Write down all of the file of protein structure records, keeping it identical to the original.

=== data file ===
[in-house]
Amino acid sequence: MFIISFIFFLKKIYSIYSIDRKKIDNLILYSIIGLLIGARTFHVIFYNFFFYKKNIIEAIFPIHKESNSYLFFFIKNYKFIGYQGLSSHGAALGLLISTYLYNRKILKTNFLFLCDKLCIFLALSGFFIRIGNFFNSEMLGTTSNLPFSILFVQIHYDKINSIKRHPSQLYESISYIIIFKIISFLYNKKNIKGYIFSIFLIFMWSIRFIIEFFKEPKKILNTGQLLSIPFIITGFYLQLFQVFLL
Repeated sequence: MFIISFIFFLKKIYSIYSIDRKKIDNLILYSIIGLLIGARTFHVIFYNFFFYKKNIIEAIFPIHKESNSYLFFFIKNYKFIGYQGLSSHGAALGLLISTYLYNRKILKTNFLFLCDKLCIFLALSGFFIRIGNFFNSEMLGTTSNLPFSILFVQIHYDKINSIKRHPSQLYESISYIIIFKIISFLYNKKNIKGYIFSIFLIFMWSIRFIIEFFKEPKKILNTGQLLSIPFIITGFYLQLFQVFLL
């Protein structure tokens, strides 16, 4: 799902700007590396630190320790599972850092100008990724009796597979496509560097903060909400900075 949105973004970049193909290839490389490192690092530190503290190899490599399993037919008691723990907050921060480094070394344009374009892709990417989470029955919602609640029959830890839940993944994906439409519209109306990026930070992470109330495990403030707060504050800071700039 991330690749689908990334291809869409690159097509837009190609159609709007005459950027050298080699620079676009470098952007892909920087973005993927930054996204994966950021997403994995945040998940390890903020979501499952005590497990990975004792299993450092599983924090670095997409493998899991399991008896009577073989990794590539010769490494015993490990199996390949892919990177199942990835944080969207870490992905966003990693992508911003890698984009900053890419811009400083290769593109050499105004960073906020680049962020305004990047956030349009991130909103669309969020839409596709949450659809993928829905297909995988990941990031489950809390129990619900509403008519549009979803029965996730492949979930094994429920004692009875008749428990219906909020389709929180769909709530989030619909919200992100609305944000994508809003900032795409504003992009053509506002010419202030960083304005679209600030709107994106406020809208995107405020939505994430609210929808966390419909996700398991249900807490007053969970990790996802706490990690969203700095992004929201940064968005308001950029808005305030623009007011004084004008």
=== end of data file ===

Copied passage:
[in-house]
Amino acid sequence: MFIISFIFFLKKIYSIYSIDRKKIDNLILYSIIGLLIGARTFHVIFYNFFFYKKNIIEAIFPIHKESNSYLFFFIKNYKFIGYQGLSSHGAALGLLISTYLYNRKILKTNFLFLCDKLCIFLALSGFFIRIGNFFNSEMLGTTSNLPFSILFVQIHYDKINSIKRHPSQLYESISYIIIFKIISFLYNKKNIKGYIFSIFLIFMWSIRFIIEFFKEPKKILNTGQLLSIPFIITGFYLQLFQVFLL
Repeated sequence: MFIISFIFFLKKIYSIYSIDRKKIDNLILYSIIGLLIGARTFHVIFYNFFFYKKNIIEAIFPIHKESNSYLFFFIKNYKFIGYQGLSSHGAALGLLISTYLYNRKILKTNFLFLCDKLCIFLALSGFFIRIGNFFNSEMLGTTSNLPFSILFVQIHYDKINSIKRHPSQLYESISYIIIFKIISFLYNKKNIKGYIFSIFLIFMWSIRFIIEFFKEPKKILNTGQLLSIPFIITGFYLQLFQVFLL
């Protein structure tokens, strides 16, 4: 799902700007590396630190320790599972850092100008990724009796597979496509560097903060909400900075 949105973004970049193909290839490389490192690092530190503290190899490599399993037919008691723990907050921060480094070394344009374009892709990417989470029955919602609640029959830890839940993944994906439409519209109306990026930070992470109330495990403030707060504050800071700039 991330690749689908990334291809869409690159097509837009190609159609709007005459950027050298080699620079676009470098952007892909920087973005993927930054996204994966950021997403994995945040998940390890903020979501499952005590497990990975004792299993450092599983924090670095997409493998899991399991008896009577073989990794590539010769490494015993490990199996390949892919990177199942990835944080969207870490992905966003990693992508911003890698984009900053890419811009400083290769593109050499105004960073906020680049962020305004990047956030349009991130909103669309969020839409596709949450659809993928829905297909995988990941990031489950809390129990619900509403008519549009979803029965996730492949979930094994429920004692009875008749428990219906909020389709929180769909709530989030619909919200992100609305944000994508809003900032795409504003992009053509506002010419202030960083304005679209600030709107994106406020809208995107405020939505994430609210929808966390419909996700398991249900807490007053969970990790996802706490990690969203700095992004929201940064968005308001950029808005305030623009007011004084004008």